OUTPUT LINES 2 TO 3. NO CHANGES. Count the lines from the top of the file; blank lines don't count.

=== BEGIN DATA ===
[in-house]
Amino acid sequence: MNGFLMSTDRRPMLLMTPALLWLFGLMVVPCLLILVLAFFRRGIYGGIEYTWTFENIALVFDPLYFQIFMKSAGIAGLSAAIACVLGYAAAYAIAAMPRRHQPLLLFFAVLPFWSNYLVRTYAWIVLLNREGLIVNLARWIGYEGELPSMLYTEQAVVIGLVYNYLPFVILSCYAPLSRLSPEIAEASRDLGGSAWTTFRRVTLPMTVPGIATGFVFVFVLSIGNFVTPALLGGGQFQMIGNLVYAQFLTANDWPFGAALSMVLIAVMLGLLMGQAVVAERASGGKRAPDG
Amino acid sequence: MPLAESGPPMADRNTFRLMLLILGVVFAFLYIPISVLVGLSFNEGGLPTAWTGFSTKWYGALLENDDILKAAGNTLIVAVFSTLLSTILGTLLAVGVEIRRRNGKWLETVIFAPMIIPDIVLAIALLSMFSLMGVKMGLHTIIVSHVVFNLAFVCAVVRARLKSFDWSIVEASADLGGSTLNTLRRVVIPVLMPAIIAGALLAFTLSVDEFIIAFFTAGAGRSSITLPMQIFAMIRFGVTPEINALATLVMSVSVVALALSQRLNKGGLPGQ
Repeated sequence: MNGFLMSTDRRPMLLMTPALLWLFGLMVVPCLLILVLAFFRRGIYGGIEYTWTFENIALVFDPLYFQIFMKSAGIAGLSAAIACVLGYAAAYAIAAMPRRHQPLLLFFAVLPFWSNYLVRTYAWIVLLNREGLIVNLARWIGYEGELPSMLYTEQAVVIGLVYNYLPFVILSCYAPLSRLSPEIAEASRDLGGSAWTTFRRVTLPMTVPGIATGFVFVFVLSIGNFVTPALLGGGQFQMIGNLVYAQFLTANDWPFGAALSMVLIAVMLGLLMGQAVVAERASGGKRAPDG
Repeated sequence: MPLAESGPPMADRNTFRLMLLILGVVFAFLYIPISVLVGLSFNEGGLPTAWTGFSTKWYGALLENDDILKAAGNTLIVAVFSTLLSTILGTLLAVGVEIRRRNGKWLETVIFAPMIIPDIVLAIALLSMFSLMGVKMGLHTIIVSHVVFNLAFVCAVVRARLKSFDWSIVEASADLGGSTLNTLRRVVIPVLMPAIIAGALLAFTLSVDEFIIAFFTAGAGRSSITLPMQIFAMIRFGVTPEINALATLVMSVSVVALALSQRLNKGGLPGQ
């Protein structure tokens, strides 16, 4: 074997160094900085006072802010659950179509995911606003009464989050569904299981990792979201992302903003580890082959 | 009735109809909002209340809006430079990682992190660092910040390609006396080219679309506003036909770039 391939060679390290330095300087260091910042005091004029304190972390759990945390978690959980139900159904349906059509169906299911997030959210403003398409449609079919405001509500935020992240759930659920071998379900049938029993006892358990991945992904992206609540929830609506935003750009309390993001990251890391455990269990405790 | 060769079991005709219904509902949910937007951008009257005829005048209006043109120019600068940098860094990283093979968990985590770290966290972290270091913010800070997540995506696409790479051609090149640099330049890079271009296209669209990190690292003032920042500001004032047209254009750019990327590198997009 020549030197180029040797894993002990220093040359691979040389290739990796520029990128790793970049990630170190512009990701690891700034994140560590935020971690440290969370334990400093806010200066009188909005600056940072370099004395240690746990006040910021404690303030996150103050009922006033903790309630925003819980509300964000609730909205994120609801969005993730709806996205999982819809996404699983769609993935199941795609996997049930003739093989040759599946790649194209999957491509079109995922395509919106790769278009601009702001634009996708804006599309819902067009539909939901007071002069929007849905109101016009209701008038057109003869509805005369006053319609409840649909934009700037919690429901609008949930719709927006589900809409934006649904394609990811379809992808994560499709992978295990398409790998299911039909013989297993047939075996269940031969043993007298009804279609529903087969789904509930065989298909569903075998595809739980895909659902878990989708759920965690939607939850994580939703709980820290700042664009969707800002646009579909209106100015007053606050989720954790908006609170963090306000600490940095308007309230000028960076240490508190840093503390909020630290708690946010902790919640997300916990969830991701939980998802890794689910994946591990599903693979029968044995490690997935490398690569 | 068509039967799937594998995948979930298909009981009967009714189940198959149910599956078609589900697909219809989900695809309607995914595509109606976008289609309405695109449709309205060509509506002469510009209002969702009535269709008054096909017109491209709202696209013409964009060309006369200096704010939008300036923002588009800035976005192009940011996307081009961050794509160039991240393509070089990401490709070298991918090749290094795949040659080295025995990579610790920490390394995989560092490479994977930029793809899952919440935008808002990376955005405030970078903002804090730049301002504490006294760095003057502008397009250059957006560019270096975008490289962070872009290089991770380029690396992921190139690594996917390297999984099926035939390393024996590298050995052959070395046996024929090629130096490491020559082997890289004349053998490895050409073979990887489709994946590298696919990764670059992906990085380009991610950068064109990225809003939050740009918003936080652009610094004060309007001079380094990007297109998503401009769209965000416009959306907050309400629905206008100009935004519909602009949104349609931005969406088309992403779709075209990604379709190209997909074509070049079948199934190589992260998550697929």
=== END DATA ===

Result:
Amino acid sequence: MNGFLMSTDRRPMLLMTPALLWLFGLMVVPCLLILVLAFFRRGIYGGIEYTWTFENIALVFDPLYFQIFMKSAGIAGLSAAIACVLGYAAAYAIAAMPRRHQPLLLFFAVLPFWSNYLVRTYAWIVLLNREGLIVNLARWIGYEGELPSMLYTEQAVVIGLVYNYLPFVILSCYAPLSRLSPEIAEASRDLGGSAWTTFRRVTLPMTVPGIATGFVFVFVLSIGNFVTPALLGGGQFQMIGNLVYAQFLTANDWPFGAALSMVLIAVMLGLLMGQAVVAERASGGKRAPDG
Amino acid sequence: MPLAESGPPMADRNTFRLMLLILGVVFAFLYIPISVLVGLSFNEGGLPTAWTGFSTKWYGALLENDDILKAAGNTLIVAVFSTLLSTILGTLLAVGVEIRRRNGKWLETVIFAPMIIPDIVLAIALLSMFSLMGVKMGLHTIIVSHVVFNLAFVCAVVRARLKSFDWSIVEASADLGGSTLNTLRRVVIPVLMPAIIAGALLAFTLSVDEFIIAFFTAGAGRSSITLPMQIFAMIRFGVTPEINALATLVMSVSVVALALSQRLNKGGLPGQ